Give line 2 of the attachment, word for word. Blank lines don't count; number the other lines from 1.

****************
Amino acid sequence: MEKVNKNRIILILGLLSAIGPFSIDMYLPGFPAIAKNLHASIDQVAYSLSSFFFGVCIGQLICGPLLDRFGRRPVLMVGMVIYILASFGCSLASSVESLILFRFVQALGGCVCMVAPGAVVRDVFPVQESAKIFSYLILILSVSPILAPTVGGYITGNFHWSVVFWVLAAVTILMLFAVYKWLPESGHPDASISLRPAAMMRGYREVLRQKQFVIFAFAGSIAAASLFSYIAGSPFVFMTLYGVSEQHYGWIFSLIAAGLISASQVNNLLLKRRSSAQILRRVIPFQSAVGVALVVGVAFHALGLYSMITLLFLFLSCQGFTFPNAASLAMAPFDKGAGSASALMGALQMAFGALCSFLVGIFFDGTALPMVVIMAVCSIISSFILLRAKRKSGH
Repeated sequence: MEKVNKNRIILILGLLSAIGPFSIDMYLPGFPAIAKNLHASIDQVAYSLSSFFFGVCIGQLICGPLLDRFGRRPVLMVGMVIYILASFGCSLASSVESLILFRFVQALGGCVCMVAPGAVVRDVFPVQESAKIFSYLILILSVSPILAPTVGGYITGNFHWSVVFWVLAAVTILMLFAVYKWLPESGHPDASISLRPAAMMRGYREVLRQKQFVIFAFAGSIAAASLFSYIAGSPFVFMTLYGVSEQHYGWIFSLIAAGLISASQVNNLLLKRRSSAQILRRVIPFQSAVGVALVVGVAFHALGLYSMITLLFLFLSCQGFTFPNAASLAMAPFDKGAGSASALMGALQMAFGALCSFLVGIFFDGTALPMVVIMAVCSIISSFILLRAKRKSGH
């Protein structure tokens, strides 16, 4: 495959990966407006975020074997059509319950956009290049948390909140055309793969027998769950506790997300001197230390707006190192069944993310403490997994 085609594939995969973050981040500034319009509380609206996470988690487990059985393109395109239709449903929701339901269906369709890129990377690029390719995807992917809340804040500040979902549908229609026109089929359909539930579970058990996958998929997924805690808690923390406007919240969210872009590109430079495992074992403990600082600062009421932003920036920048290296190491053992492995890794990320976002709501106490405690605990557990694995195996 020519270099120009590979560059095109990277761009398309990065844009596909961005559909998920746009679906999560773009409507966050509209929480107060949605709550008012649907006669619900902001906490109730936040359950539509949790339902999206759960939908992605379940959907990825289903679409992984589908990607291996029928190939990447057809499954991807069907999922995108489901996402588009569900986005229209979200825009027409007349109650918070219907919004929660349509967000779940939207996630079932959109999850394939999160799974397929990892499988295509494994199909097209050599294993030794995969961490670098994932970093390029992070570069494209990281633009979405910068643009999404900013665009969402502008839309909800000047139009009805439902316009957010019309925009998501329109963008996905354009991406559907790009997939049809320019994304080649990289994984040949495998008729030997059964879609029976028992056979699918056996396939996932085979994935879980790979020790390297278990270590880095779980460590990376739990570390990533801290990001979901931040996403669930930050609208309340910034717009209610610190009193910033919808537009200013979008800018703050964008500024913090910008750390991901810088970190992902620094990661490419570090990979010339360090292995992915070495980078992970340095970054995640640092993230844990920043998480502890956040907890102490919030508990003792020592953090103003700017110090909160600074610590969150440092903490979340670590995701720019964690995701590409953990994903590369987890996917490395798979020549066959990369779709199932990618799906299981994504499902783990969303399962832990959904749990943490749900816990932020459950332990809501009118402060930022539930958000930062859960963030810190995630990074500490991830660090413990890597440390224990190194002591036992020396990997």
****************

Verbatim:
Repeated sequence: MEKVNKNRIILILGLLSAIGPFSIDMYLPGFPAIAKNLHASIDQVAYSLSSFFFGVCIGQLICGPLLDRFGRRPVLMVGMVIYILASFGCSLASSVESLILFRFVQALGGCVCMVAPGAVVRDVFPVQESAKIFSYLILILSVSPILAPTVGGYITGNFHWSVVFWVLAAVTILMLFAVYKWLPESGHPDASISLRPAAMMRGYREVLRQKQFVIFAFAGSIAAASLFSYIAGSPFVFMTLYGVSEQHYGWIFSLIAAGLISASQVNNLLLKRRSSAQILRRVIPFQSAVGVALVVGVAFHALGLYSMITLLFLFLSCQGFTFPNAASLAMAPFDKGAGSASALMGALQMAFGALCSFLVGIFFDGTALPMVVIMAVCSIISSFILLRAKRKSGH